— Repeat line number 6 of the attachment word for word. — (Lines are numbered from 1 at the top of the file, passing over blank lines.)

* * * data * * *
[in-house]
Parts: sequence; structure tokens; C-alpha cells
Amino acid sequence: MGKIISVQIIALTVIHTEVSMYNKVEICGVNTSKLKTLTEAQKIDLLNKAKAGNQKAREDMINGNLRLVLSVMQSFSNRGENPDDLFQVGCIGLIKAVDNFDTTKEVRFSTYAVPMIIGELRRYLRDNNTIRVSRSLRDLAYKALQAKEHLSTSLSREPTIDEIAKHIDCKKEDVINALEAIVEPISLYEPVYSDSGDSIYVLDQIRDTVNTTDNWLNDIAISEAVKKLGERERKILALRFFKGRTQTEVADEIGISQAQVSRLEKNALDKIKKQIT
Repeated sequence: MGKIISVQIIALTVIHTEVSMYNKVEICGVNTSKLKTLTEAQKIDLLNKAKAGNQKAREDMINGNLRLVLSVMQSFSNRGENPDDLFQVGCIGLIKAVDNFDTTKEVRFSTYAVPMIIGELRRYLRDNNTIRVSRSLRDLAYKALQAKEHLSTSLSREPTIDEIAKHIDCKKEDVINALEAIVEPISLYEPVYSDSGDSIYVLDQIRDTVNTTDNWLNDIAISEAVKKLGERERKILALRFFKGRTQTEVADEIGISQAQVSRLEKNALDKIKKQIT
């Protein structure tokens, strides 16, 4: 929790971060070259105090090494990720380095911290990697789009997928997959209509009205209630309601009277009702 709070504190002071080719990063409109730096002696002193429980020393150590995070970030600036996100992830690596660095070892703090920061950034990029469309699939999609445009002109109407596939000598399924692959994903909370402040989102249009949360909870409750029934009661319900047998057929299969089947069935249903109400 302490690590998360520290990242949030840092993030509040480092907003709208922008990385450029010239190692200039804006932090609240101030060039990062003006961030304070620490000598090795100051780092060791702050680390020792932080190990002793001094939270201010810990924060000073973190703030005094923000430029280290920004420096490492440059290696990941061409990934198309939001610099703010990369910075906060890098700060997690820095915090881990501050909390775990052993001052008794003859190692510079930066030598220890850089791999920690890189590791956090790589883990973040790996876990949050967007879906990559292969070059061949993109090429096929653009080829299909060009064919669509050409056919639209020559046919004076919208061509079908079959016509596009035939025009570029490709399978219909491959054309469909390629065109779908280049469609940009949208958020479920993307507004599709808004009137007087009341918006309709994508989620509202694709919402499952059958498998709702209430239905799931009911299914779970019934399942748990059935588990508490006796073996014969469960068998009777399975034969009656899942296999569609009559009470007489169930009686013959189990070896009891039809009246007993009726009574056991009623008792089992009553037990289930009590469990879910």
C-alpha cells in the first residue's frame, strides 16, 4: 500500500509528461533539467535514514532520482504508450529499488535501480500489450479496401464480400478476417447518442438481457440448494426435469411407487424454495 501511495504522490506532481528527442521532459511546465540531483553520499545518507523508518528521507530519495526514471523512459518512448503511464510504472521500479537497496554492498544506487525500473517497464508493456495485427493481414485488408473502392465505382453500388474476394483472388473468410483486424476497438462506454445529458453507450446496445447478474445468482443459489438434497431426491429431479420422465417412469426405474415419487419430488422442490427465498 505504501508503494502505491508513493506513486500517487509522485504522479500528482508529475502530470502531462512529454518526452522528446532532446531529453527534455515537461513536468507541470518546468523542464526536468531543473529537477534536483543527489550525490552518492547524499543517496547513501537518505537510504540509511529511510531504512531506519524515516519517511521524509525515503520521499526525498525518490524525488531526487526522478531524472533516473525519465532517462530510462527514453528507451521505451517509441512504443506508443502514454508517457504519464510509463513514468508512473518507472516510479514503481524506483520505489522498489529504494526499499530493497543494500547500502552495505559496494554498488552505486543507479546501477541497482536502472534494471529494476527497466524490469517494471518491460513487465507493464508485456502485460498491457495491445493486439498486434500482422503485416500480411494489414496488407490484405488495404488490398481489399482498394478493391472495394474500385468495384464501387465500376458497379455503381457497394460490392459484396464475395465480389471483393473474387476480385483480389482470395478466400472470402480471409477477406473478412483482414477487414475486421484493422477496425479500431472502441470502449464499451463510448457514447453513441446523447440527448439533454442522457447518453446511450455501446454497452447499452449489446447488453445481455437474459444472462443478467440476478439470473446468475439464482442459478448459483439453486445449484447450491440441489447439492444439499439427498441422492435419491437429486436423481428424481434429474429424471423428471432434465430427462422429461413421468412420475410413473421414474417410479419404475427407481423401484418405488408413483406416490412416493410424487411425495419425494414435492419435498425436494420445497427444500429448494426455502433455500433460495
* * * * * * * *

C-alpha cells in the first residue's frame, strides 16, 4: 500500500509528461533539467535514514532520482504508450529499488535501480500489450479496401464480400478476417447518442438481457440448494426435469411407487424454495 501511495504522490506532481528527442521532459511546465540531483553520499545518507523508518528521507530519495526514471523512459518512448503511464510504472521500479537497496554492498544506487525500473517497464508493456495485427493481414485488408473502392465505382453500388474476394483472388473468410483486424476497438462506454445529458453507450446496445447478474445468482443459489438434497431426491429431479420422465417412469426405474415419487419430488422442490427465498 505504501508503494502505491508513493506513486500517487509522485504522479500528482508529475502530470502531462512529454518526452522528446532532446531529453527534455515537461513536468507541470518546468523542464526536468531543473529537477534536483543527489550525490552518492547524499543517496547513501537518505537510504540509511529511510531504512531506519524515516519517511521524509525515503520521499526525498525518490524525488531526487526522478531524472533516473525519465532517462530510462527514453528507451521505451517509441512504443506508443502514454508517457504519464510509463513514468508512473518507472516510479514503481524506483520505489522498489529504494526499499530493497543494500547500502552495505559496494554498488552505486543507479546501477541497482536502472534494471529494476527497466524490469517494471518491460513487465507493464508485456502485460498491457495491445493486439498486434500482422503485416500480411494489414496488407490484405488495404488490398481489399482498394478493391472495394474500385468495384464501387465500376458497379455503381457497394460490392459484396464475395465480389471483393473474387476480385483480389482470395478466400472470402480471409477477406473478412483482414477487414475486421484493422477496425479500431472502441470502449464499451463510448457514447453513441446523447440527448439533454442522457447518453446511450455501446454497452447499452449489446447488453445481455437474459444472462443478467440476478439470473446468475439464482442459478448459483439453486445449484447450491440441489447439492444439499439427498441422492435419491437429486436423481428424481434429474429424471423428471432434465430427462422429461413421468412420475410413473421414474417410479419404475427407481423401484418405488408413483406416490412416493410424487411425495419425494414435492419435498425436494420445497427444500429448494426455502433455500433460495